LVHN Health Tips: COVID vaccines and children
As parents prepare to send their children back to school, there’s more to consider than backpacks, supplies and clothes.
In addition to checking off the usual vaccination list of measles, mumps, rubella, polio and chickenpox, parents are deciding whether or not to include COVID-19 on that list.
Dr. Gohar Ashraf, a pediatrician with Lehigh Valley Health Network, has some insight that might make that decision a little easier.
Ashraf said that a vaccine is a way in which to introduce an infection to a person’s immune system in order to enable the immune system to make antibodies. These antibodies help the body fight the disease effectively and safely if there is an infection.
In the case of COVID-19, it is a protein from a dead virus that stimulates a response. Measles, mumps, rubella and polio all use a live-attenuated virus (a weakened live virus) in the vaccine, according to the U.S. Department of Health and Human Services.
“It’s one of the miracles of medical sciences that we can protect our children without causing any serious side effects of that vaccination,” Ashraf said.
Not all children
are eligible yet
Currently, the COVID-19 vaccine is approved for children 12 years and older, but active studies are going on for children younger than 12 years old.
“Yes, all parents should be strongly encouraged to get their kids vaccinated,” he said.
The data will be submitted in the upcoming months, and the medical community expects the vaccine will be available by midwinter for children maybe as young as 5 or 6 years old, he said.
Still many people who are eligible to receive the vaccine are hesitant to get it for themselves, let alone their children. They are concerned with the term emergency use authorization.
The Food and Drug Administration used this type of authorization to bypass its usual process that can take years to approve a medication or procedure. Some people want to wait for this type of approval.
Others want to wait and see what happens to other people who get the vaccine before they get it themselves.
Ashraf said traditional FDA approval is a very detained and cumbersome process. It involves Phase 1, Phase 2, Phase 3 trials and sometimes even more, and the side effects are studied at length.
Not your typical vaccine
“This vaccine - COVID vaccine - is unique in that it is made with a different technology called messenger RNA, so this vaccine was faster, manufactured faster,” he said. “But you have to understand that we are living in a very unusual circumstances where millions of people are getting infected and thousands of people are dying every day.
“So before this vaccine was approved, it was still studied in thousands and thousands of volunteers and found to be safe in this circumstances to be approved and given emergency authorization. But it does not mean that it puts your children at any serious side effects. Yes, there are some side effects of the vaccine, but they are very few and very less as compared to the illness.”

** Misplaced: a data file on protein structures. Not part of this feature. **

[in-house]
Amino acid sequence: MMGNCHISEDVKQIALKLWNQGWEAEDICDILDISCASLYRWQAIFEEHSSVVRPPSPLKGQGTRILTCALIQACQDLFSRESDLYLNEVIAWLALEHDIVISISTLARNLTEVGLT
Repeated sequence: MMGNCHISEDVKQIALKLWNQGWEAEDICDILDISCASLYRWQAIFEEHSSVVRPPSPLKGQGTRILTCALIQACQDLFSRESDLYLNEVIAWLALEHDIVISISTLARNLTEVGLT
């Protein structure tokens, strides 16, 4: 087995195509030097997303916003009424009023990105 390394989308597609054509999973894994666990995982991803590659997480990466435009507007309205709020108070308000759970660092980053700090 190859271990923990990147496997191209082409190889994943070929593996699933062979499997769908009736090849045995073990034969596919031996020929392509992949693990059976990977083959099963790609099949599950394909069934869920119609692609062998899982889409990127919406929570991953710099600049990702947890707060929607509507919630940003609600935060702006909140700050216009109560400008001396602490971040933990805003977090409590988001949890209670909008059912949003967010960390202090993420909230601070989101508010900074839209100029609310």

Rare side effects
Although rare, a condition called myocarditis has occurred in children and teens who became sick with COVID-19 and to an even lesser degree, those who got the vaccine. The condition is an inflammation of the heart.
“If 1 million children get the vaccine, out of that 1 million, two kids or teenagers can get myocarditis-like symptoms, which can include chest pressure or trouble breathing. Compared to if 1 million teenagers or kids who get the COVID infection, the effects are far more outreaching and far more severe,” Ashraf said.
“So compared to the effects of the COVID infection versus the vaccine side effects, it’s a no-brainer to consider vaccination in this pediatric population in particular. And the myocarditis is usually milder and is self-resolving with supportive care.”
Fewer complications, but still a problem
Overall, children do have less severe complications than adults when they get infected with COVID-19. Still, they can have a wide range of complications, Ashraf said. These include: arrhythmias (an abnormal rhythm of the heart), cardiogenic shock, pulmonary embolism, pancreatitis, hepatitis, encephalopathy (inflammation of brain), stroke, Guillain-Barré syndrome, cerebral edema, pneumonia and respiratory failure.
Now with the delta variant of COVID spreading faster than the original or any of the other variants, getting the vaccine may be even more necessary.
Studies have found that it is 40% to 60% more transmissible that the alpha variant that was first identified in the United Kingdom, and it is also more infectious in the pediatric population, Ashraf said. The alpha variant was 50% more transmissible than the original virus.
“The delta variant is the most hyper-transmissible, contagious version of the virus we’ve seen to date. For sure, it’s a super spreader strain if there ever was one,” he said.
Even if a person has already had COVID-19, they should still get the vaccine, because many people have gotten reinfected.
“Studies have shown that vaccination provides a strong boost in protection in people who have recovered from COVID-19,” Ashraf said.